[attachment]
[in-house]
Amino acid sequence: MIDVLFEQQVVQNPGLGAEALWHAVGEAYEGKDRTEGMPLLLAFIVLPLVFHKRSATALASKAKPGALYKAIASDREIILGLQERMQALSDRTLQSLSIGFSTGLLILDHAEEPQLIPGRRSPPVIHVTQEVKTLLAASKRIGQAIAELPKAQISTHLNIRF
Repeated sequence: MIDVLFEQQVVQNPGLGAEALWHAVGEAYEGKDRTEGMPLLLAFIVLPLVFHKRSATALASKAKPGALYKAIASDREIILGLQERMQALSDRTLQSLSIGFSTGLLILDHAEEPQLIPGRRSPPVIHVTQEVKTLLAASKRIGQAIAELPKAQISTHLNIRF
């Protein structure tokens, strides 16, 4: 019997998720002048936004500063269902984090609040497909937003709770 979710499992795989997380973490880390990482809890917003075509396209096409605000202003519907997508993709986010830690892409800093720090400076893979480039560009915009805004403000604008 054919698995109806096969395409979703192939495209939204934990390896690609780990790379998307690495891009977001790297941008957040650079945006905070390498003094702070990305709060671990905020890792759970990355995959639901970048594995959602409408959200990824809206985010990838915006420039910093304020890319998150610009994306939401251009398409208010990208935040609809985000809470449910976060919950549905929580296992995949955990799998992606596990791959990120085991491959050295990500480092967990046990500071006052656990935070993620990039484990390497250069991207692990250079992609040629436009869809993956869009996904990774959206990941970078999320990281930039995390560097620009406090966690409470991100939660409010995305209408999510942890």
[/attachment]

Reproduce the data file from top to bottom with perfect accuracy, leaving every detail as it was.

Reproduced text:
[in-house]
Amino acid sequence: MIDVLFEQQVVQNPGLGAEALWHAVGEAYEGKDRTEGMPLLLAFIVLPLVFHKRSATALASKAKPGALYKAIASDREIILGLQERMQALSDRTLQSLSIGFSTGLLILDHAEEPQLIPGRRSPPVIHVTQEVKTLLAASKRIGQAIAELPKAQISTHLNIRF
Repeated sequence: MIDVLFEQQVVQNPGLGAEALWHAVGEAYEGKDRTEGMPLLLAFIVLPLVFHKRSATALASKAKPGALYKAIASDREIILGLQERMQALSDRTLQSLSIGFSTGLLILDHAEEPQLIPGRRSPPVIHVTQEVKTLLAASKRIGQAIAELPKAQISTHLNIRF
């Protein structure tokens, strides 16, 4: 019997998720002048936004500063269902984090609040497909937003709770 979710499992795989997380973490880390990482809890917003075509396209096409605000202003519907997508993709986010830690892409800093720090400076893979480039560009915009805004403000604008 054919698995109806096969395409979703192939495209939204934990390896690609780990790379998307690495891009977001790297941008957040650079945006905070390498003094702070990305709060671990905020890792759970990355995959639901970048594995959602409408959200990824809206985010990838915006420039910093304020890319998150610009994306939401251009398409208010990208935040609809985000809470449910976060919950549905929580296992995949955990799998992606596990791959990120085991491959050295990500480092967990046990500071006052656990935070993620990039484990390497250069991207692990250079992609040629436009869809993956869009996904990774959206990941970078999320990281930039995390560097620009406090966690409470991100939660409010995305209408999510942890």